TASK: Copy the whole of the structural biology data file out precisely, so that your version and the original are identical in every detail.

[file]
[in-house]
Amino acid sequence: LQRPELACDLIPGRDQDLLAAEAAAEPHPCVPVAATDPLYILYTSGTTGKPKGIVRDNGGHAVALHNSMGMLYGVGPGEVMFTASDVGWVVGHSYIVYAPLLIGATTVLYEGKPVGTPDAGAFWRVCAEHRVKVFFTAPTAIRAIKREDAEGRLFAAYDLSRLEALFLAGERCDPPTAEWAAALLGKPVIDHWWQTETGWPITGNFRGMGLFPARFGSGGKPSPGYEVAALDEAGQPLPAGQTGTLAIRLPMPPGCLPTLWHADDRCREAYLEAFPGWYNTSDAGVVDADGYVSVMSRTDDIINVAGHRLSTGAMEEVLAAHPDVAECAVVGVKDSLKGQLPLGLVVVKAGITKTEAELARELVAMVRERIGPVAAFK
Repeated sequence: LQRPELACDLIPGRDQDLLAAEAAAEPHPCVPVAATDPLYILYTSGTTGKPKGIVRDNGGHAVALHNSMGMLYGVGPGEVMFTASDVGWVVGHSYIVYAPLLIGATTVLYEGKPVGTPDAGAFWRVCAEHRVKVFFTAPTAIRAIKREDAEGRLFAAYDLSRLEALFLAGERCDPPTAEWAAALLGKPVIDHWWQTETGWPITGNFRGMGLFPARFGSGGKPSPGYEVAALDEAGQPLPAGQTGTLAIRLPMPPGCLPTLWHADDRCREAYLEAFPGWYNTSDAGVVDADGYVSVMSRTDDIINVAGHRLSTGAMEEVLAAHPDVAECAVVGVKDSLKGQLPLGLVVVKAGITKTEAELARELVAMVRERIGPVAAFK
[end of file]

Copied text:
[in-house]
Amino acid sequence: LQRPELACDLIPGRDQDLLAAEAAAEPHPCVPVAATDPLYILYTSGTTGKPKGIVRDNGGHAVALHNSMGMLYGVGPGEVMFTASDVGWVVGHSYIVYAPLLIGATTVLYEGKPVGTPDAGAFWRVCAEHRVKVFFTAPTAIRAIKREDAEGRLFAAYDLSRLEALFLAGERCDPPTAEWAAALLGKPVIDHWWQTETGWPITGNFRGMGLFPARFGSGGKPSPGYEVAALDEAGQPLPAGQTGTLAIRLPMPPGCLPTLWHADDRCREAYLEAFPGWYNTSDAGVVDADGYVSVMSRTDDIINVAGHRLSTGAMEEVLAAHPDVAECAVVGVKDSLKGQLPLGLVVVKAGITKTEAELARELVAMVRERIGPVAAFK
Repeated sequence: LQRPELACDLIPGRDQDLLAAEAAAEPHPCVPVAATDPLYILYTSGTTGKPKGIVRDNGGHAVALHNSMGMLYGVGPGEVMFTASDVGWVVGHSYIVYAPLLIGATTVLYEGKPVGTPDAGAFWRVCAEHRVKVFFTAPTAIRAIKREDAEGRLFAAYDLSRLEALFLAGERCDPPTAEWAAALLGKPVIDHWWQTETGWPITGNFRGMGLFPARFGSGGKPSPGYEVAALDEAGQPLPAGQTGTLAIRLPMPPGCLPTLWHADDRCREAYLEAFPGWYNTSDAGVVDADGYVSVMSRTDDIINVAGHRLSTGAMEEVLAAHPDVAECAVVGVKDSLKGQLPLGLVVVKAGITKTEAELARELVAMVRERIGPVAAFK